Don’t squander this chance to improve democracy

Don’t squander this chance to improve democracy

Laura Walters

Wellington, May 10, 2019

Canterbury University Professor Anne-Marie Brady (Photo: Lynn Grieveson)

You might not have heard, but Parliament is currently conducting an inquiry that will help determine the future of New Zealand’s political independence.

Kiwis and the MPs in charge need to take it a little more seriously.

Right now, in the engine rooms of Parliament, MPs are considering the future fate of New Zealand’s sovereignty.

I know it is a grandiose thing to say, but the inquiry into foreign interference in New Zealand elections and political system is an opportunity to build a more resilient democracy for future generations.

Rising Chinese influence

On Thursday, the Justice Select Committee heard a group of submitters, including outspoken China expert Anne-Marie Brady. They spoke about the rise of China in the region, the change in geopolitics, the difference in New Zealand and Chinese values, and the efforts of the Chinese Communist Party (CCP) to influence foreign countries’ politics.

Unfortunately, I have had the growing fear that the Committee Members have not felt the weight of the responsibility resting on their shoulders.

Sure, every decision Parliament makes is important, but this strikes to the heart of our values as a free, sovereign democracy.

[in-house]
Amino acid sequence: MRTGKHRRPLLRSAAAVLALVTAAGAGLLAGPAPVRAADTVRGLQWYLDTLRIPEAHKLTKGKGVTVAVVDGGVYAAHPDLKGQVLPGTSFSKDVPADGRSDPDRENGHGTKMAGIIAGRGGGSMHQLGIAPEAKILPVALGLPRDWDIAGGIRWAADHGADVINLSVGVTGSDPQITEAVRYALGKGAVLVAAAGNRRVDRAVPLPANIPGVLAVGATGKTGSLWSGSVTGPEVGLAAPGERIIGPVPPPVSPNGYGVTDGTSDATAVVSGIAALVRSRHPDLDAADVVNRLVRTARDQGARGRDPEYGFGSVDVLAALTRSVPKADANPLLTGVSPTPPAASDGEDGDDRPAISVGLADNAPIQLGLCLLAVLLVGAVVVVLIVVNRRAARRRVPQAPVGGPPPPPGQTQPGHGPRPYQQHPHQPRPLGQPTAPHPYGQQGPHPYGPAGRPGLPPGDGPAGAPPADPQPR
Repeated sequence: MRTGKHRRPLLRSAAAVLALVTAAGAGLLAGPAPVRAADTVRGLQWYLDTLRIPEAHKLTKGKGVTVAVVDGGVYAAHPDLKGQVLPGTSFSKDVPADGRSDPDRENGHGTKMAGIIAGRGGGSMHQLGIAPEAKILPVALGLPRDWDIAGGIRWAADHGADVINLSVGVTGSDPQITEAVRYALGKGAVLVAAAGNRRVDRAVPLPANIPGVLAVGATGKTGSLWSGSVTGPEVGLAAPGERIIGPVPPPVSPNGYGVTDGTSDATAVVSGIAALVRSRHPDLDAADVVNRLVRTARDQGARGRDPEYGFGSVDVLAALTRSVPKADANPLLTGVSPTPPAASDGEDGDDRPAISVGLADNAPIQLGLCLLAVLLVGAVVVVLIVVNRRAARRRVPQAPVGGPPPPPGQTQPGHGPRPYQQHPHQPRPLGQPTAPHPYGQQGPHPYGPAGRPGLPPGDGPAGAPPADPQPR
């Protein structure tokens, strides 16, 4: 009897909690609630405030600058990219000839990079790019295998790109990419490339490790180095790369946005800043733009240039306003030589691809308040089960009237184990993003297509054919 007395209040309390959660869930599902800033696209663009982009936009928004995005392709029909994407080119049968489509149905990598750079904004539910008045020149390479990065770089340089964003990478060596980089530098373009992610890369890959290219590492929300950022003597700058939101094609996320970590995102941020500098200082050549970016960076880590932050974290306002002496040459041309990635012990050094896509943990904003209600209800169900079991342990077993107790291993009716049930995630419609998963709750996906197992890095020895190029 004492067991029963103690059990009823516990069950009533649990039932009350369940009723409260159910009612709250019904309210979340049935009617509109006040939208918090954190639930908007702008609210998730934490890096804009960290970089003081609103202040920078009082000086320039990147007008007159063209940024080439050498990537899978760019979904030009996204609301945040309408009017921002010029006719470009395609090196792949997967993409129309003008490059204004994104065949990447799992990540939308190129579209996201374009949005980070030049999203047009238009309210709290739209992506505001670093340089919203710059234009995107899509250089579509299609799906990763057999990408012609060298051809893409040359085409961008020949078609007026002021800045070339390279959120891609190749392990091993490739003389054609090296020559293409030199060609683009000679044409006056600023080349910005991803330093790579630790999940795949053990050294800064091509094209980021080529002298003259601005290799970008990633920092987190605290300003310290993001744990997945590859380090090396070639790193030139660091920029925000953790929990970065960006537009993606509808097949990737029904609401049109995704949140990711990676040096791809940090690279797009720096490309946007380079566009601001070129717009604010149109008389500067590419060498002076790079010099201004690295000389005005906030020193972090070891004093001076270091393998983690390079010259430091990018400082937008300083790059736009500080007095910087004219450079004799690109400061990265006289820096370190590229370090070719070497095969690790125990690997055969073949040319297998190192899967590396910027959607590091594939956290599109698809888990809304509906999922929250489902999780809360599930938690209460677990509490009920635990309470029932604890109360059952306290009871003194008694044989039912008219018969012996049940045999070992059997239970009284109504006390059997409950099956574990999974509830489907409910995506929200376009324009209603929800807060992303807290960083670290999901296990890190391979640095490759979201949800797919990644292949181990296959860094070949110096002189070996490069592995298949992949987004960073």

Almost a comedy of errors

So far, the Select Committee inquiry has been plagued by cock ups, but given the nature of the inquiry’s topic, some have questioned whether these cock-ups are more conspiracy.

Among the shambles has been a reversed decision on whether submissions would even be allowed, the recusal of the committee chair, and scheduling errors.

The hearings are finally underway but on Thursday (May 9), the Committee was down a member, after Nick Smith was kicked out of the House and suspended from his duties as an MP the previous day.

Just another distraction from the issue at hand.

Submission by Professor Brady

When it came time for Professor Brady’s submission, based on her 30 years of research, and her globally discussed paper on the Chinese Communist Party’s (CCP) United Front work, Magic Weapons, National MP Mark Mitchell questioned Brady on whether she had any evidence to back her allegations of the CCP’s interference in New Zealand politics and media.

When she pointed to the publicly available Conference Paper and its 10 pages of footnotes, Mitchell admitted he hadn’t read the research.